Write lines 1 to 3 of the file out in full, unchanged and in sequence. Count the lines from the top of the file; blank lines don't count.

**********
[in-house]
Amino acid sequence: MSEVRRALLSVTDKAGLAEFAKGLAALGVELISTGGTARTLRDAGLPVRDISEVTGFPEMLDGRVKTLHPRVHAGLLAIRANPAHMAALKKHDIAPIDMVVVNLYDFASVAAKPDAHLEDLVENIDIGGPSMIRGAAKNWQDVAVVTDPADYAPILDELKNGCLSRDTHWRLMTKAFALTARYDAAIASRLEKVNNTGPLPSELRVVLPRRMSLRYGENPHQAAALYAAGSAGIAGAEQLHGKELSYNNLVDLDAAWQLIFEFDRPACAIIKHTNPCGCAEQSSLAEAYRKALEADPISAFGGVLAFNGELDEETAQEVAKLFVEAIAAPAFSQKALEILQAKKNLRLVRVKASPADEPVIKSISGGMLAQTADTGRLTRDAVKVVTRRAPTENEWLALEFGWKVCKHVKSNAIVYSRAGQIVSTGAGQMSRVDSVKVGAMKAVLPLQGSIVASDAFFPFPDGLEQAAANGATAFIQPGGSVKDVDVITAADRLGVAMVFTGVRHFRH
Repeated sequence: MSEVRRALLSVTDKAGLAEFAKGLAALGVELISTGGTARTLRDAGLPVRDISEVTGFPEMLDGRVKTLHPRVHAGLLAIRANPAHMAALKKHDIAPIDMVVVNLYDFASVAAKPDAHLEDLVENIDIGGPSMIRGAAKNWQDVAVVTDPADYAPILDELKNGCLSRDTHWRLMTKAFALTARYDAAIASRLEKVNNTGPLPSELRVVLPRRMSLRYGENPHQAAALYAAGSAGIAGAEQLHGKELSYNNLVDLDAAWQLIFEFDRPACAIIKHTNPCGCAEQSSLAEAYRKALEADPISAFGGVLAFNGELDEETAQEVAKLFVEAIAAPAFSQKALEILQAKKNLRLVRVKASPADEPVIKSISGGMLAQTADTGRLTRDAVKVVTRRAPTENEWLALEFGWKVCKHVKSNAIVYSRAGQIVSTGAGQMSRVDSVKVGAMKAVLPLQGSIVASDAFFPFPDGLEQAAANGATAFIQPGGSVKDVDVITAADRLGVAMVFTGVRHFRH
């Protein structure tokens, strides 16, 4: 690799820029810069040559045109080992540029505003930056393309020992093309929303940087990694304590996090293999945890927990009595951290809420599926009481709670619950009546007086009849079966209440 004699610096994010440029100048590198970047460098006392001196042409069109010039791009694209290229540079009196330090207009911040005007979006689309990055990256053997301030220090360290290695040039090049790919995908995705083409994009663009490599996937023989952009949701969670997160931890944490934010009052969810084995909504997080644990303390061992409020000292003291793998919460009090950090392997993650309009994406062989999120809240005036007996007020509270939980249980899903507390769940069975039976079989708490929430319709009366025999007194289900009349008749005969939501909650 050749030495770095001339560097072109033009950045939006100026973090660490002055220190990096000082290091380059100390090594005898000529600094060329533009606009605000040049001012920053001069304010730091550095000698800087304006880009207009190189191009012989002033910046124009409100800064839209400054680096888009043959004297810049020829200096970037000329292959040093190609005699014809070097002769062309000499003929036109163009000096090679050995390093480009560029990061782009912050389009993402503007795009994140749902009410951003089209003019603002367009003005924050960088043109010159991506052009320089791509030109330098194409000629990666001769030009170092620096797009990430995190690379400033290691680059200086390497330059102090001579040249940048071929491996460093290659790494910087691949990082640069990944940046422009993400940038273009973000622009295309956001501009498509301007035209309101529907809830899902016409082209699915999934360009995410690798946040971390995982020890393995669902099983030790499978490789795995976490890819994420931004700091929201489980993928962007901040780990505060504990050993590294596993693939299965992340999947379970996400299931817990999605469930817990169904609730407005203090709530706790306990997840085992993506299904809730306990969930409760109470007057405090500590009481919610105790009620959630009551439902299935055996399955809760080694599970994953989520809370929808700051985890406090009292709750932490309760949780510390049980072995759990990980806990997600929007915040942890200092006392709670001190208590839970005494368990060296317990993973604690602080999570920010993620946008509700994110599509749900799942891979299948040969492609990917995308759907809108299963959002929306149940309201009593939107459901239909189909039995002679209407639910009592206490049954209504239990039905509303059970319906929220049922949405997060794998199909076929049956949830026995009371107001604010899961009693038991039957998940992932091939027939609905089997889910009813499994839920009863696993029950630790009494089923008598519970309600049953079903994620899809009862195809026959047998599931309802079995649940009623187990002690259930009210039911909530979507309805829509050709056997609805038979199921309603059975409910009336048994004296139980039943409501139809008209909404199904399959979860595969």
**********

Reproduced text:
[in-house]
Amino acid sequence: MSEVRRALLSVTDKAGLAEFAKGLAALGVELISTGGTARTLRDAGLPVRDISEVTGFPEMLDGRVKTLHPRVHAGLLAIRANPAHMAALKKHDIAPIDMVVVNLYDFASVAAKPDAHLEDLVENIDIGGPSMIRGAAKNWQDVAVVTDPADYAPILDELKNGCLSRDTHWRLMTKAFALTARYDAAIASRLEKVNNTGPLPSELRVVLPRRMSLRYGENPHQAAALYAAGSAGIAGAEQLHGKELSYNNLVDLDAAWQLIFEFDRPACAIIKHTNPCGCAEQSSLAEAYRKALEADPISAFGGVLAFNGELDEETAQEVAKLFVEAIAAPAFSQKALEILQAKKNLRLVRVKASPADEPVIKSISGGMLAQTADTGRLTRDAVKVVTRRAPTENEWLALEFGWKVCKHVKSNAIVYSRAGQIVSTGAGQMSRVDSVKVGAMKAVLPLQGSIVASDAFFPFPDGLEQAAANGATAFIQPGGSVKDVDVITAADRLGVAMVFTGVRHFRH
Repeated sequence: MSEVRRALLSVTDKAGLAEFAKGLAALGVELISTGGTARTLRDAGLPVRDISEVTGFPEMLDGRVKTLHPRVHAGLLAIRANPAHMAALKKHDIAPIDMVVVNLYDFASVAAKPDAHLEDLVENIDIGGPSMIRGAAKNWQDVAVVTDPADYAPILDELKNGCLSRDTHWRLMTKAFALTARYDAAIASRLEKVNNTGPLPSELRVVLPRRMSLRYGENPHQAAALYAAGSAGIAGAEQLHGKELSYNNLVDLDAAWQLIFEFDRPACAIIKHTNPCGCAEQSSLAEAYRKALEADPISAFGGVLAFNGELDEETAQEVAKLFVEAIAAPAFSQKALEILQAKKNLRLVRVKASPADEPVIKSISGGMLAQTADTGRLTRDAVKVVTRRAPTENEWLALEFGWKVCKHVKSNAIVYSRAGQIVSTGAGQMSRVDSVKVGAMKAVLPLQGSIVASDAFFPFPDGLEQAAANGATAFIQPGGSVKDVDVITAADRLGVAMVFTGVRHFRH